In the COVID-19 pandemic, hidden morbidities in rural pockets may morph into another health catastrophe

Overburdened with corona services, the Health and Wellness Centres in rural areas are unable to screen people for non-communicable diseases. This may lead to another health crisis.

Patralekha Chatterjee
| Updated: September 28th, 2020

Nearly eight months after India’s first confirmed coronavirus case was detected in Kerala, and more than 92,000 deaths later, we continue to battle COVID-19. The dead are in our thoughts, in our hearts, in the headlines and in spaces we frequent virtually.

It is natural to focus on the death toll in the time of a pandemic. But far from the public glare, another tragedy looms. This one is about those dying a slow death, the sickly who desperately need medical attention but are unable to access it, those who are forced to live with morbidity – the consequences and complications (other than death) that result from a disease.

Focusing only on death as a measure of the direct and indirect effect of the coronavirus pandemic glosses over the hidden story of morbidity. Hospitalisations from COVID-19 provide an important and useful direct measure to help assess morbidity. But in many parts of rural India, where access to basic healthcare is not guaranteed – especially now, when the health staff is mostly busy with COVID-19-related work – do we know how seriously affected are those who are not able to visit a hospital or get medicines on time because of pandemic-related barriers?

The short answer is no.

In the early months of the pandemic, most COVID-19 cases were reported from urban areas. That is no longer true. The virus has spread into rural areas where the health infrastructure has been traditionally much weaker.

Photo: Basic Health Services

Once again, public attention has focused on deaths but we also know from numerous official indicators that there was a disturbing break in health services, especially in the immediate aftermath of the announcement of the nationwide lockdown. Frontline health workers I spoke to at that time spoke about stoppages in immunisation schedules, drop in laboratory investigations and restrictions in access to healthcare for those who had ailments other than the novel coronavirus.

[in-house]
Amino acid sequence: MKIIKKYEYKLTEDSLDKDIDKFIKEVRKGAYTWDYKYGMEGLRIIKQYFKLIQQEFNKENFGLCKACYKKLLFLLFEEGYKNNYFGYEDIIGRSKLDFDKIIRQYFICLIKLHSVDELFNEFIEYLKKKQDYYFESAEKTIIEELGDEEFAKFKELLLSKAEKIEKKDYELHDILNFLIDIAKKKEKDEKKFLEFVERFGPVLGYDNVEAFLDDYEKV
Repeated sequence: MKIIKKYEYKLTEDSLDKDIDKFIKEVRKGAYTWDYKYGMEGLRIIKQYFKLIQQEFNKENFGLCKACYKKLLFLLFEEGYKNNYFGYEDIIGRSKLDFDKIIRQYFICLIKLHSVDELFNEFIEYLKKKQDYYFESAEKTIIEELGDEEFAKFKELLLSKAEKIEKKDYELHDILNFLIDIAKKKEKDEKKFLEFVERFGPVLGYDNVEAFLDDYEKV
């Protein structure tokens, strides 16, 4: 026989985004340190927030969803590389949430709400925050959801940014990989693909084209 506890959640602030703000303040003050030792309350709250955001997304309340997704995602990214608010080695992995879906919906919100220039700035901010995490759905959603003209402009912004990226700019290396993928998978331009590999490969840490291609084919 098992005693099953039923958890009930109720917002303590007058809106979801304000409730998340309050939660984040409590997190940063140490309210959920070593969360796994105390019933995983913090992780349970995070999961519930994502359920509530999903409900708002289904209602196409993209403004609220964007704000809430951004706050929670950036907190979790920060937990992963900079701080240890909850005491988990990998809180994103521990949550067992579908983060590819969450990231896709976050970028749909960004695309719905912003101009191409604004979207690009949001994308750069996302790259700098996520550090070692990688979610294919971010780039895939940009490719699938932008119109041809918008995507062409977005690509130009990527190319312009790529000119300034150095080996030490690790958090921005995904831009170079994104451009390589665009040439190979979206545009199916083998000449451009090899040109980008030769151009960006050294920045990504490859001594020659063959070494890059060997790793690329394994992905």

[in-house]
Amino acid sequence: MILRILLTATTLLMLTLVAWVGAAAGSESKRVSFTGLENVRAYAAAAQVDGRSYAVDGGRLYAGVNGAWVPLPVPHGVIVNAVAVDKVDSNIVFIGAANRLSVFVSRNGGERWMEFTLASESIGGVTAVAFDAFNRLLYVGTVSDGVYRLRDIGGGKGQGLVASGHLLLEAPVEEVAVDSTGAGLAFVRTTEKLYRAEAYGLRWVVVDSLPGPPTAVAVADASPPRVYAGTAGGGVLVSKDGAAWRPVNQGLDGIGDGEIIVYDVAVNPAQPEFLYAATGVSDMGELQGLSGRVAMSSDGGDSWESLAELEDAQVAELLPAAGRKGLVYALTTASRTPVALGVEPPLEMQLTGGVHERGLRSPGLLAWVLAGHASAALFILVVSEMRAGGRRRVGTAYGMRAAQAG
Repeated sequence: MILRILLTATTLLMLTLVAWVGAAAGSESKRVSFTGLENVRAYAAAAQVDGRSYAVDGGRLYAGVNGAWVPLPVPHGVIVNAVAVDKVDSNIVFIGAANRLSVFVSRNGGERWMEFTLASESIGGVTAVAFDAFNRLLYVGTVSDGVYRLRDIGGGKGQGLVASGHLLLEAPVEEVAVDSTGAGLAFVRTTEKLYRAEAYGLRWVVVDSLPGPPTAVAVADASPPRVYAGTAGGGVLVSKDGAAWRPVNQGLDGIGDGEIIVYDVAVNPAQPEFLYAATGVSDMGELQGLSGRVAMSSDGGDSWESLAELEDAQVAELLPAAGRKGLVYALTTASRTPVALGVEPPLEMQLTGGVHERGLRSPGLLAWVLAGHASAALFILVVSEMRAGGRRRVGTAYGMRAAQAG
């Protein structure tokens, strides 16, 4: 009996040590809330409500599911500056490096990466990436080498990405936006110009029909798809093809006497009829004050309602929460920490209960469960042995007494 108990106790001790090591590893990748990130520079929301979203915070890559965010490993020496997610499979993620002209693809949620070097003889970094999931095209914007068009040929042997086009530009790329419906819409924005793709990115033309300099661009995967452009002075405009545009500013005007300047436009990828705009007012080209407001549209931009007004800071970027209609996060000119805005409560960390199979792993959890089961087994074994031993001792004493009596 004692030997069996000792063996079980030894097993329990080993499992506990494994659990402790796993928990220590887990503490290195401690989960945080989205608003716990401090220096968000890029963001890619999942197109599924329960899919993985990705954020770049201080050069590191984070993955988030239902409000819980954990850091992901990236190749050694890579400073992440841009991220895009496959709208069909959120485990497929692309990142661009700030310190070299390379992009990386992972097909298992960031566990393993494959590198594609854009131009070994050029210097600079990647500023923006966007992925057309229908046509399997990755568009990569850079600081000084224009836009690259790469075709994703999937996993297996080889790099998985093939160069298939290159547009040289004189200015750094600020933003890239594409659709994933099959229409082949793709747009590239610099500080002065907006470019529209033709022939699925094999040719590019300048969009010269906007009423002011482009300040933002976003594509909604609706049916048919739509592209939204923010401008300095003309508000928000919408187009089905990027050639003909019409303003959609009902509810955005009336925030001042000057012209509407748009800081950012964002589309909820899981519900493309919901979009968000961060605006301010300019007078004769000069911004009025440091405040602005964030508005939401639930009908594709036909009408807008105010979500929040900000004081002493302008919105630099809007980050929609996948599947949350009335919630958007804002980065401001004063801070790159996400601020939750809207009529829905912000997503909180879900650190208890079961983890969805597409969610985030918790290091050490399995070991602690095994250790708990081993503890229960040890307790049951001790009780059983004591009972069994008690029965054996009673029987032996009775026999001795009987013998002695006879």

Now, things are supposed to be back to normal.

In July this year, the Union Health Ministry said that despite the challenges posed by the COVID-19 pandemic, medicines were dispensed to about 5.62 lakh hypertension patients and 3.77 lakh diabetes patients at the Health and Wellness Centres (HWC) in June alone and that in the last five months, 1.41 crore individuals were screened for hypertension, 1.13 crore for diabetes and 1.34 crore for oral, breast or cervical cancer.

Establishment of HWCs is viewed as an important intervention that aims to integrate screening for cancer and other non-communicable diseases into India’s primary healthcare system and is part of the Narendra Modi government’s flagship Ayushman Bharat programme: 1,50,000 sub health centres (SHC), primary health centres (PHC) and urban primary health Centres (UPHC) are supposed to be transformed into HWCs by 2022. As of now, 46,419 have been built. But talk to doctors and health workers living and working in remote rural areas and they will tell you that the picture is not that rosy. Many people in rural India are still not able to access the medical care they need desperately. They are also missing out on medicines and their health is deteriorating.

Why is this happening?

One reason is that the rural healthcare infrastructure, which is weak even in normal times, is now mostly geared towards dealing with the pandemic. Health centres and hospitals are overstretched even in normal times. Now, everyone has been put on pandemic duty and there is barely any time for those with other healthcare issues.

Chandrakant, a volunteer with the Jan Swasthya Abhiyan in Chhattisgarh, talks about the plight of people in Kukdur village of Kabirdham district ever since the HWC in the vicinity stopped screening for non-communicable diseases (NCD). “At our local sub-centre, the health staff including ANMs (auxiliary nurse and midwife) are too busy on COVID-19 duty. Even in normal times, these places are short-staffed but with the onset of COVID-19, there is just no one to deal with other diseases. NCD screening was being done at health and wellness centres before March, but it has stopped.”

Hypertension is usually the most common NCD screened in HWCs.

Given India’s growing NCD burden and its spread into villages, NCD screening at the new HWCs was a welcome step. But the pandemic has put a stop to this.